The Electric Company took me to lunch.
By the Electric Company I mean American Electric Power. And by me I mean to say myself, along with several other Ohio bloggers. And by lunch I mean the ever-outstanding Alana’s Food & Wine, which the powers that be specifically chose because of its locally-sourced menu.
I’m now looking forward to the day when, instead of tracking the number of power stars we’ve obtained on Super Mario Galaxy, my son and I can track a more important statistic – the exact amount of electricity we use on every circuit in the house.
Caveat: I am being compensated or blogging about this and my time. The opinions expressed, like anything I write here, are exclusively mine.
Anyway… California’s ongoing struggles with power consumption have clearly given utility companies in large states like Ohio plenty of ideas about what it could face in the near future as its infrastructure ages and demand for a steady supply of juice keeps increasing.
If AEP is to avoid building another big fossil-fuel power plant and move toward greener energy sources, then a change in the way consumers use electricity is needed. The problem has been that most of us have little or no idea exactly how we use our electricity or which appliances suck up the most energy. Even if we have something like a programmable thermostat to control our air conditioning, we may or may not have any idea how to use it.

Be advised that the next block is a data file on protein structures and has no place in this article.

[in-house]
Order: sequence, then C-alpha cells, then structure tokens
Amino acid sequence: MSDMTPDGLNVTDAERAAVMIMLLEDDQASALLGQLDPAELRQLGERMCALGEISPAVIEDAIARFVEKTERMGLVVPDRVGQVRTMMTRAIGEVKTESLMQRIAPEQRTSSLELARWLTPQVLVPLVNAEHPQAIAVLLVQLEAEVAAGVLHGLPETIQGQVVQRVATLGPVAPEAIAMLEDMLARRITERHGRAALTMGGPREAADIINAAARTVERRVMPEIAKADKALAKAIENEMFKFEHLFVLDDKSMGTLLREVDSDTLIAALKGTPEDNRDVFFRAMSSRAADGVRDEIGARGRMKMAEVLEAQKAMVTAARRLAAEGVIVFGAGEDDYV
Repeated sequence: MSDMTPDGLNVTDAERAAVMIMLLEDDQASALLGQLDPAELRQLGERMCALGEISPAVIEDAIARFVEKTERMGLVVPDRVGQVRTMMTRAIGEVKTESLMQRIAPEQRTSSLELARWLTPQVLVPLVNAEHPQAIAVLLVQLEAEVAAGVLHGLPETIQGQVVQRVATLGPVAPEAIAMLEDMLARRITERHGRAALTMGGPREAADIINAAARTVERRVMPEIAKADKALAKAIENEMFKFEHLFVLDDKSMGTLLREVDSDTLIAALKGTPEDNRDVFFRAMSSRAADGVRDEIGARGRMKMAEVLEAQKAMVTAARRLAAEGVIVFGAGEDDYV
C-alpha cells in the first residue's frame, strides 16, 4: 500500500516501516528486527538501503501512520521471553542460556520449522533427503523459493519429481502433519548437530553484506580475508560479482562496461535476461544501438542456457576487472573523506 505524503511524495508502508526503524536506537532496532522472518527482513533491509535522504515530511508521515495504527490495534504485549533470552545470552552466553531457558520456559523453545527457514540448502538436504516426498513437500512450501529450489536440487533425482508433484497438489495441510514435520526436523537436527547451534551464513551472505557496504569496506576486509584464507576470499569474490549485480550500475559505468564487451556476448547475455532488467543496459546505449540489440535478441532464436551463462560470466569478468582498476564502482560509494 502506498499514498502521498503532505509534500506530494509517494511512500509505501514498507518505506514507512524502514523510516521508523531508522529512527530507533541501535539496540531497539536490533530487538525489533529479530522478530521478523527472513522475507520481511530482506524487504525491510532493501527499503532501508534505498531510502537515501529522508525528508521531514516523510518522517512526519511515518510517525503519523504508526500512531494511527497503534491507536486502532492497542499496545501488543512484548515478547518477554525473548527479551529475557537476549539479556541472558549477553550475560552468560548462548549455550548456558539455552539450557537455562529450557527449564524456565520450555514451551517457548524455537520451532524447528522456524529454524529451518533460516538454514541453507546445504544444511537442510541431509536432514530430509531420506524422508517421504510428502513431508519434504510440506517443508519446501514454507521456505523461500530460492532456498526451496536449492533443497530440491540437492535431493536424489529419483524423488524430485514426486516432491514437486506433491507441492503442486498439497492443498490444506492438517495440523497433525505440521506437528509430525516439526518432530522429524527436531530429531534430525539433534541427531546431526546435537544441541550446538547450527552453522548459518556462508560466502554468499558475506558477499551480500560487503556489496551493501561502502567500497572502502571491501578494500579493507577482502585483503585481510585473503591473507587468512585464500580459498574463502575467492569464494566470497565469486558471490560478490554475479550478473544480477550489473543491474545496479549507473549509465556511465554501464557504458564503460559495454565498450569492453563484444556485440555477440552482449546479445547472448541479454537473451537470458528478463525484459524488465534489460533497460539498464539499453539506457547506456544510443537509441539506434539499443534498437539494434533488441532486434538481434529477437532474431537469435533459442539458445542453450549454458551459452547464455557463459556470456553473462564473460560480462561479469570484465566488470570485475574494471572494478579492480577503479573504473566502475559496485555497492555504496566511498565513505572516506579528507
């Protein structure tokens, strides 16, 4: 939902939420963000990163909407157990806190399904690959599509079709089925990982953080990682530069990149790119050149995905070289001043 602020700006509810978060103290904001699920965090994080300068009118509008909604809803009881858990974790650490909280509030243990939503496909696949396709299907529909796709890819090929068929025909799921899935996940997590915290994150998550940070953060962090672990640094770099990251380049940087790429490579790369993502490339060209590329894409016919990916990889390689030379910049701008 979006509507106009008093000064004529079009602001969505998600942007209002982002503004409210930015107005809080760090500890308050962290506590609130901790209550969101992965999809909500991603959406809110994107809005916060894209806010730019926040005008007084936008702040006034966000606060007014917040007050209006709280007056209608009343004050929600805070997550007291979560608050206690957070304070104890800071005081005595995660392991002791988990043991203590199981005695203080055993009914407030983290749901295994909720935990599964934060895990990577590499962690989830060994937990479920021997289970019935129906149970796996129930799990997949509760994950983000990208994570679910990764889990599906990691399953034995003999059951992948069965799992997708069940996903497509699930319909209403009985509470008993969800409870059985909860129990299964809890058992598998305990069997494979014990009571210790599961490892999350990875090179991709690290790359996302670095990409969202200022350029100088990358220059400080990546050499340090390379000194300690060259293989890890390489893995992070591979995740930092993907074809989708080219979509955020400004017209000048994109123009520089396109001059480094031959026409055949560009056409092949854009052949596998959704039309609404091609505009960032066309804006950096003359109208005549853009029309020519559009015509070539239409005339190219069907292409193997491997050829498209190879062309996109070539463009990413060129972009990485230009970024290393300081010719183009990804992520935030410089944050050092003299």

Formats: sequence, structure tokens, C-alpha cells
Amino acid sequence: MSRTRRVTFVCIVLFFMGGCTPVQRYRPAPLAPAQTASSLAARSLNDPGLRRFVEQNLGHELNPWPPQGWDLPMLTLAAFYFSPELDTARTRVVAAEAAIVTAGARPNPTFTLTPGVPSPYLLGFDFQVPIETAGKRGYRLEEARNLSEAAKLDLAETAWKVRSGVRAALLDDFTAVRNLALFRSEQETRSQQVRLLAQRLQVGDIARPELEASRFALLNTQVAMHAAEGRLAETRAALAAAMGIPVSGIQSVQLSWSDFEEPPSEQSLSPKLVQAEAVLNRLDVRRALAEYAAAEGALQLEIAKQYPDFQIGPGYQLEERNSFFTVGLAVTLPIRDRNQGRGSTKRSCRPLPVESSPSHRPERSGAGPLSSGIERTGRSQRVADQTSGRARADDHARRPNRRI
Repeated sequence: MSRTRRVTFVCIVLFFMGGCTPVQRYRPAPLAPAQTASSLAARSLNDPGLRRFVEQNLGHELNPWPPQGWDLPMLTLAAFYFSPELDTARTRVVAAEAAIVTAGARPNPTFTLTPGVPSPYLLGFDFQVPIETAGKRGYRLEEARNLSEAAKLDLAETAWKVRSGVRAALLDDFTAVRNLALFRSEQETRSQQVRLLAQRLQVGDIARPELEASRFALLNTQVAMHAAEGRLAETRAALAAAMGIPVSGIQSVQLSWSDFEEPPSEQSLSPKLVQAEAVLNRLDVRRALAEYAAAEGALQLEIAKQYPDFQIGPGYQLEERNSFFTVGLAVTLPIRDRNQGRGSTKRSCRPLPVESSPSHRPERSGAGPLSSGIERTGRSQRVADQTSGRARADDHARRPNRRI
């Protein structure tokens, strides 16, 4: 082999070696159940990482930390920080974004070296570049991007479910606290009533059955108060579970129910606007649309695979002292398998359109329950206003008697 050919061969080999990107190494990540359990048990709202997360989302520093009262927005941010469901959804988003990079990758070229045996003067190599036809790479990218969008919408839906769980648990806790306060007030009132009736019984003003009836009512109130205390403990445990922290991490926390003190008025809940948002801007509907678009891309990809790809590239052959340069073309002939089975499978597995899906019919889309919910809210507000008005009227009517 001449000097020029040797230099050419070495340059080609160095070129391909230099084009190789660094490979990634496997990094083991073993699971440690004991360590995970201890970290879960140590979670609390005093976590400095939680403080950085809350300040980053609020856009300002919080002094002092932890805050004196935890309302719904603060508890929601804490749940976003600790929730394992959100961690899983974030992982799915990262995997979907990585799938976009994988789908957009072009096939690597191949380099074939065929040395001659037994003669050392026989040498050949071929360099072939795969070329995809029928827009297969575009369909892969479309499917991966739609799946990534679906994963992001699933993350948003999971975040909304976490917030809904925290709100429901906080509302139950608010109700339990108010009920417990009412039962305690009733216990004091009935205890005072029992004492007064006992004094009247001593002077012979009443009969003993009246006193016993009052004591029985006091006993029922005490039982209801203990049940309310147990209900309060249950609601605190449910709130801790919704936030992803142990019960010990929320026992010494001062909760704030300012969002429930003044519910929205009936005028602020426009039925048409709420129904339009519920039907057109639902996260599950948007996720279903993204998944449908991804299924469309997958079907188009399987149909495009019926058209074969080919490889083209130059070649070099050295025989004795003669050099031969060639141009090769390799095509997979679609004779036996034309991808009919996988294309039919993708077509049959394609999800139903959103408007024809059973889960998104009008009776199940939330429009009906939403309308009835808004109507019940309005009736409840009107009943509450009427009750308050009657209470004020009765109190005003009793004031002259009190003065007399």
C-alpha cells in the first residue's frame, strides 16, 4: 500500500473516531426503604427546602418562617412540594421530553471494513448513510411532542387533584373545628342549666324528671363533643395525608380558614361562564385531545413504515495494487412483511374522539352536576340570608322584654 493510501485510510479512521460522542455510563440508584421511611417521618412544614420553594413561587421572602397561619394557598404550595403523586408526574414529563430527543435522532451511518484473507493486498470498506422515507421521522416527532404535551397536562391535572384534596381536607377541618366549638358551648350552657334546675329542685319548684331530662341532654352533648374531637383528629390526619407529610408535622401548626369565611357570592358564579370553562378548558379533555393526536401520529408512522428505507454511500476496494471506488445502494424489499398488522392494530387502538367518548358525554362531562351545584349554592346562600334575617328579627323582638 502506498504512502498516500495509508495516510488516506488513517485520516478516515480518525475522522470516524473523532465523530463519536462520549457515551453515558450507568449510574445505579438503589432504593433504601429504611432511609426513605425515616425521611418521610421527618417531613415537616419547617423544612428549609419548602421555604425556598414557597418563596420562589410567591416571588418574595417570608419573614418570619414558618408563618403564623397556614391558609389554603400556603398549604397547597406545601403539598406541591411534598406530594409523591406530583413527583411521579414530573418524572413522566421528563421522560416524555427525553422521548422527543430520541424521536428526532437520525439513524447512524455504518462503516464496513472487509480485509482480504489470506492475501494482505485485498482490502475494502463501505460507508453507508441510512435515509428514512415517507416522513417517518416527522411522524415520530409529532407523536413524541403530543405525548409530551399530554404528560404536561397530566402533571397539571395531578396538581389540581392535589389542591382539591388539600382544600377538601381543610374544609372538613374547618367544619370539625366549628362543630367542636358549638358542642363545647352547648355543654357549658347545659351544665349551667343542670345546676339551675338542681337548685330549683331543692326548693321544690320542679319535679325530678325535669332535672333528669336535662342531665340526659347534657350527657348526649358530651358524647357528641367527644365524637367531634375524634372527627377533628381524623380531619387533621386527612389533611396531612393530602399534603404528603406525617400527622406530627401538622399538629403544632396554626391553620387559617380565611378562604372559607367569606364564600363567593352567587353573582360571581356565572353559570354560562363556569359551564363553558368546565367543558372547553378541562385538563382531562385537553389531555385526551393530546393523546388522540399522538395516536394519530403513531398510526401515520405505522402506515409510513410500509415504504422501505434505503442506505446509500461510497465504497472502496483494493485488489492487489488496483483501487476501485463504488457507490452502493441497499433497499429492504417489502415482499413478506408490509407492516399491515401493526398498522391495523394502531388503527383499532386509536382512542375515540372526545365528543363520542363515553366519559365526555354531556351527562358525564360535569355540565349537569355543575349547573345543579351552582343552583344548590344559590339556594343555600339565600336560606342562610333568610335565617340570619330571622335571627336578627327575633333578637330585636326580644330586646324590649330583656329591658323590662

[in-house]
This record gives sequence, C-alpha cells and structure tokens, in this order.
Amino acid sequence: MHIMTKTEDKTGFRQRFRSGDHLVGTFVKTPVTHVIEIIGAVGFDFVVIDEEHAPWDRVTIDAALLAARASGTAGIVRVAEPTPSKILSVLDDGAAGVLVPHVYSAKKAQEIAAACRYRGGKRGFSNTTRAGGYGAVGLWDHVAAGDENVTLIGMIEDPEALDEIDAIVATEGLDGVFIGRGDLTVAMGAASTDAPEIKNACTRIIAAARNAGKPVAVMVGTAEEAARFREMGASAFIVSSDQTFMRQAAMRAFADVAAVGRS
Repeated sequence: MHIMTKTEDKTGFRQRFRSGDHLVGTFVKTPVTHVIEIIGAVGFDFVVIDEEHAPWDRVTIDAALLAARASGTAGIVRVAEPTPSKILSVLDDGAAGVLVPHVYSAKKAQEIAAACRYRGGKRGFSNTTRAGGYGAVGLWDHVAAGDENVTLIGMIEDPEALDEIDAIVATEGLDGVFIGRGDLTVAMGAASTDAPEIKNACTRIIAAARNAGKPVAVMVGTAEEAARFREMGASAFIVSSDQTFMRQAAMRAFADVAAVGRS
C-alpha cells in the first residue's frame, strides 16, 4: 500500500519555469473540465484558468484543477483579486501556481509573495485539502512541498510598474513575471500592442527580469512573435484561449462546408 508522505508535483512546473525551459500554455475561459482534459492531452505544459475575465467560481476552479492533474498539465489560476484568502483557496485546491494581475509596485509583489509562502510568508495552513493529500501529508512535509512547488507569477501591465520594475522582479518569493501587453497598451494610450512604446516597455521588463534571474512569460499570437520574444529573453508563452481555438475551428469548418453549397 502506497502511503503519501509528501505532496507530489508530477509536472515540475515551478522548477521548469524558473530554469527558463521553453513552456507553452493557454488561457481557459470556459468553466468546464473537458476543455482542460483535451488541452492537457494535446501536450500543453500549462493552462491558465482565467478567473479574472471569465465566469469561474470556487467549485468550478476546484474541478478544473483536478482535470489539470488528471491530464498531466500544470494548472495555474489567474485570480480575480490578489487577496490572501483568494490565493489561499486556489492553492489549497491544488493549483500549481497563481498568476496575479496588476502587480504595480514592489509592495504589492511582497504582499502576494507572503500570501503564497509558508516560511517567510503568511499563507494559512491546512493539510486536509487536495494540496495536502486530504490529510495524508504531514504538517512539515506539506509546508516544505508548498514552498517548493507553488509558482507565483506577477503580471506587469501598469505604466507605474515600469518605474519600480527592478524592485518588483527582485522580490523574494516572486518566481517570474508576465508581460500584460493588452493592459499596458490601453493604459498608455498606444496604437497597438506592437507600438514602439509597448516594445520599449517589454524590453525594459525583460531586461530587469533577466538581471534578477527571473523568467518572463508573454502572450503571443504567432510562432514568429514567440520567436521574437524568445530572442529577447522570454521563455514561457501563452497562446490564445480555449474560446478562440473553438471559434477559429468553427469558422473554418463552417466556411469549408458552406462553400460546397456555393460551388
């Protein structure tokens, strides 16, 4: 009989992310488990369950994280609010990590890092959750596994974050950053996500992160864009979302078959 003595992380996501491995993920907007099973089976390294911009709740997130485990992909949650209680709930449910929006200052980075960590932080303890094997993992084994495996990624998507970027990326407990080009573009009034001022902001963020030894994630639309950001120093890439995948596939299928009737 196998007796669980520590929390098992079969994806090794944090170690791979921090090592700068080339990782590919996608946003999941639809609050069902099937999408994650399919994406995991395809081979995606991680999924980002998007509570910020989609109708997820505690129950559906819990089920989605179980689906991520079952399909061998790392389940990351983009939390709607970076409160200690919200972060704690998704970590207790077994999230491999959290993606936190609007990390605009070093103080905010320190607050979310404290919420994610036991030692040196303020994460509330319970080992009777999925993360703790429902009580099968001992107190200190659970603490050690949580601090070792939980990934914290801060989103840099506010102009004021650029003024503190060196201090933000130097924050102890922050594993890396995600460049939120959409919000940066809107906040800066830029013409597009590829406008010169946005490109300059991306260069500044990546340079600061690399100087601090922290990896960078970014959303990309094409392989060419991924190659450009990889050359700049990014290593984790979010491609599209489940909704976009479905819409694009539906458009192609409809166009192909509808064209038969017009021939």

In partnership with Silver Spring Networks, AEP is getting ready to pilot a “Smart Grid” program in northeast Columbus called “gridSMART.” In a nutshell, this technology gives consumers more power to see exactly where, when and how they are using electricity, and the option to save money by using that electricity differently.
In addition to a more itemized vision of our energy use, AEP plans to roll out optional pricing plans that give customers financial incentives to use less power at peak times in the summer (keeping a/c temps a little warmer in the afternoon, for example, doing laundry early in the morning or charging an electric car in the wee hours, for example). You will even be able to sign up to get rebates in return for using a Programmable Communicating Thermostat that allows AEP to automatically bump up your air conditioning a couple of degrees during an “event” – a time period in which the power grid has become overly taxed. (We were told that customers will be able to override this if they need to.)
Another advantage of the technology is that it will alert AEP about outages without our having to pick up the phone, which should help the company restore power more swiftly.
Of course, most of the city won’t have access to this new technology for a few years, but if end up somewhere where I can take advantage of it, you can bet that I, and the young statistician I live with, will use it.
I wrote this post after attending an informational luncheon on behalf of Silver Spring Networks and Mom Central Consulting and received a gift bag and gift card as a thank you for taking the time to participate.